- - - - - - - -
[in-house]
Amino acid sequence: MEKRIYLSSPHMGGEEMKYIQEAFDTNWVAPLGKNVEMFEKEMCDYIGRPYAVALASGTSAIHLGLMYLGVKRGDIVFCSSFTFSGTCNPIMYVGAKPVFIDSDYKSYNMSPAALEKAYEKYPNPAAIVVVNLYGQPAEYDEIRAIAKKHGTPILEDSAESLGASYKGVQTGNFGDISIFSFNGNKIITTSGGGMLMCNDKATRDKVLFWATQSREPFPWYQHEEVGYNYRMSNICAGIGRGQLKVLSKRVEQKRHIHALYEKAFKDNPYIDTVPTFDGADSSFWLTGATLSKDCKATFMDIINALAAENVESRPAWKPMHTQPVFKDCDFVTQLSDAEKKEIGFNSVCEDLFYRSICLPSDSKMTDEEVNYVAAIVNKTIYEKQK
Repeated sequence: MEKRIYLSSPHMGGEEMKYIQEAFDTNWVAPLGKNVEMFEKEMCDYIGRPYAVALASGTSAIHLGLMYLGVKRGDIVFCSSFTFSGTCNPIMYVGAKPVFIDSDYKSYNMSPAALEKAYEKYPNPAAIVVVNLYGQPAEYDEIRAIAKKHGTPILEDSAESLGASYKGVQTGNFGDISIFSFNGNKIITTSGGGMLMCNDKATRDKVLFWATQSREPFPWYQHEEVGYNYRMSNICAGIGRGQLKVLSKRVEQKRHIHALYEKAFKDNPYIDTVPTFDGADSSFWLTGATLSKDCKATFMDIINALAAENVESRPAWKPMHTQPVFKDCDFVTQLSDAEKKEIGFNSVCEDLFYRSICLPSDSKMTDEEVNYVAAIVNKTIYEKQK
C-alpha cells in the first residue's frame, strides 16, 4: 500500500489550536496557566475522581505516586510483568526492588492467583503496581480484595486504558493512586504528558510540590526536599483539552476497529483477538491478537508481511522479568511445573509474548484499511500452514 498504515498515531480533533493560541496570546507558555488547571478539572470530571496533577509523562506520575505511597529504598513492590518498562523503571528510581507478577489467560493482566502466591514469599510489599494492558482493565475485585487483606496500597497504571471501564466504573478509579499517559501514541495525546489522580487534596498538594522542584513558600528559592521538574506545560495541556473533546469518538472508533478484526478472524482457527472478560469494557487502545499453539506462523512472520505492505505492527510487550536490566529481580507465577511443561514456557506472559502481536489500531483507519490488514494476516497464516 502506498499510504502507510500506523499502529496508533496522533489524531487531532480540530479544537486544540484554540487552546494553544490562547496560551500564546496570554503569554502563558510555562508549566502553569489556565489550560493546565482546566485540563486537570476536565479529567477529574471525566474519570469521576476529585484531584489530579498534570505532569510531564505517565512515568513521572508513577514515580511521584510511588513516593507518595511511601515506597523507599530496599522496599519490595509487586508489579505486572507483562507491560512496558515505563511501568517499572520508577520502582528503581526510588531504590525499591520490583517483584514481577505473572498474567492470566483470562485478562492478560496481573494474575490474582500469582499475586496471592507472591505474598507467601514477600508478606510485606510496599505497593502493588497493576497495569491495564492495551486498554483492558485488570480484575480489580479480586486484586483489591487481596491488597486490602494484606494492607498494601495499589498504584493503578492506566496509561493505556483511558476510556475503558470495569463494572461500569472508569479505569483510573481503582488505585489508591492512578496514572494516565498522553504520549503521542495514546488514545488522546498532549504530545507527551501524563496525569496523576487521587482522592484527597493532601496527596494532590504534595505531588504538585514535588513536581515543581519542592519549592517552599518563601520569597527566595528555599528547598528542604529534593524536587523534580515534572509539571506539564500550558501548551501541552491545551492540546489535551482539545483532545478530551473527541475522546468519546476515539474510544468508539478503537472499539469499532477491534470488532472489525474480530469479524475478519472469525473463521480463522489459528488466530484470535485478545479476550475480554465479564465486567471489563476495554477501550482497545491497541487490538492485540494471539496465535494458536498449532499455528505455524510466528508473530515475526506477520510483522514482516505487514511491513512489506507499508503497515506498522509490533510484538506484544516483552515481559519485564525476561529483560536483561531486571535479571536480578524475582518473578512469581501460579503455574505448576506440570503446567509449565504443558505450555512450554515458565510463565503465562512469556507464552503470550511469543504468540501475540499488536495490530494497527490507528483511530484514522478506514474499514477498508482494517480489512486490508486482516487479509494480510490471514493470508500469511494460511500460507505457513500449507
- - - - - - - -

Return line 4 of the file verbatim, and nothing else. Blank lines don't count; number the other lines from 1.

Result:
C-alpha cells in the first residue's frame, strides 16, 4: 500500500489550536496557566475522581505516586510483568526492588492467583503496581480484595486504558493512586504528558510540590526536599483539552476497529483477538491478537508481511522479568511445573509474548484499511500452514 498504515498515531480533533493560541496570546507558555488547571478539572470530571496533577509523562506520575505511597529504598513492590518498562523503571528510581507478577489467560493482566502466591514469599510489599494492558482493565475485585487483606496500597497504571471501564466504573478509579499517559501514541495525546489522580487534596498538594522542584513558600528559592521538574506545560495541556473533546469518538472508533478484526478472524482457527472478560469494557487502545499453539506462523512472520505492505505492527510487550536490566529481580507465577511443561514456557506472559502481536489500531483507519490488514494476516497464516 502506498499510504502507510500506523499502529496508533496522533489524531487531532480540530479544537486544540484554540487552546494553544490562547496560551500564546496570554503569554502563558510555562508549566502553569489556565489550560493546565482546566485540563486537570476536565479529567477529574471525566474519570469521576476529585484531584489530579498534570505532569510531564505517565512515568513521572508513577514515580511521584510511588513516593507518595511511601515506597523507599530496599522496599519490595509487586508489579505486572507483562507491560512496558515505563511501568517499572520508577520502582528503581526510588531504590525499591520490583517483584514481577505473572498474567492470566483470562485478562492478560496481573494474575490474582500469582499475586496471592507472591505474598507467601514477600508478606510485606510496599505497593502493588497493576497495569491495564492495551486498554483492558485488570480484575480489580479480586486484586483489591487481596491488597486490602494484606494492607498494601495499589498504584493503578492506566496509561493505556483511558476510556475503558470495569463494572461500569472508569479505569483510573481503582488505585489508591492512578496514572494516565498522553504520549503521542495514546488514545488522546498532549504530545507527551501524563496525569496523576487521587482522592484527597493532601496527596494532590504534595505531588504538585514535588513536581515543581519542592519549592517552599518563601520569597527566595528555599528547598528542604529534593524536587523534580515534572509539571506539564500550558501548551501541552491545551492540546489535551482539545483532545478530551473527541475522546468519546476515539474510544468508539478503537472499539469499532477491534470488532472489525474480530469479524475478519472469525473463521480463522489459528488466530484470535485478545479476550475480554465479564465486567471489563476495554477501550482497545491497541487490538492485540494471539496465535494458536498449532499455528505455524510466528508473530515475526506477520510483522514482516505487514511491513512489506507499508503497515506498522509490533510484538506484544516483552515481559519485564525476561529483560536483561531486571535479571536480578524475582518473578512469581501460579503455574505448576506440570503446567509449565504443558505450555512450554515458565510463565503465562512469556507464552503470550511469543504468540501475540499488536495490530494497527490507528483511530484514522478506514474499514477498508482494517480489512486490508486482516487479509494480510490471514493470508500469511494460511500460507505457513500449507